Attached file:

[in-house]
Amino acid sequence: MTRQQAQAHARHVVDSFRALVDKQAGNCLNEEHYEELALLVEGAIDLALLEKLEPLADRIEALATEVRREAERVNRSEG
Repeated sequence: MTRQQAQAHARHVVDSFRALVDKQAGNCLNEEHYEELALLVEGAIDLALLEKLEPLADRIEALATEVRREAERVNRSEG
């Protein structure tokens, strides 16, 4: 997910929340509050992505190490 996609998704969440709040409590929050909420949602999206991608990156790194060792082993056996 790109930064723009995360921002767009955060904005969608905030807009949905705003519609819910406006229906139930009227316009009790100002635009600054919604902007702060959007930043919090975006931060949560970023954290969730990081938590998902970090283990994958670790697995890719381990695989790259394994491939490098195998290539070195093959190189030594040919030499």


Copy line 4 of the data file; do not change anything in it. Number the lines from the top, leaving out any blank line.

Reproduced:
């Protein structure tokens, strides 16, 4: 997910929340509050992505190490 996609998704969440709040409590929050909420949602999206991608990156790194060792082993056996 790109930064723009995360921002767009955060904005969608905030807009949905705003519609819910406006229906139930009227316009009790100002635009600054919604902007702060959007930043919090975006931060949560970023954290969730990081938590998902970090283990994958670790697995890719381990695989790259394994491939490098195998290539070195093959190189030594040919030499």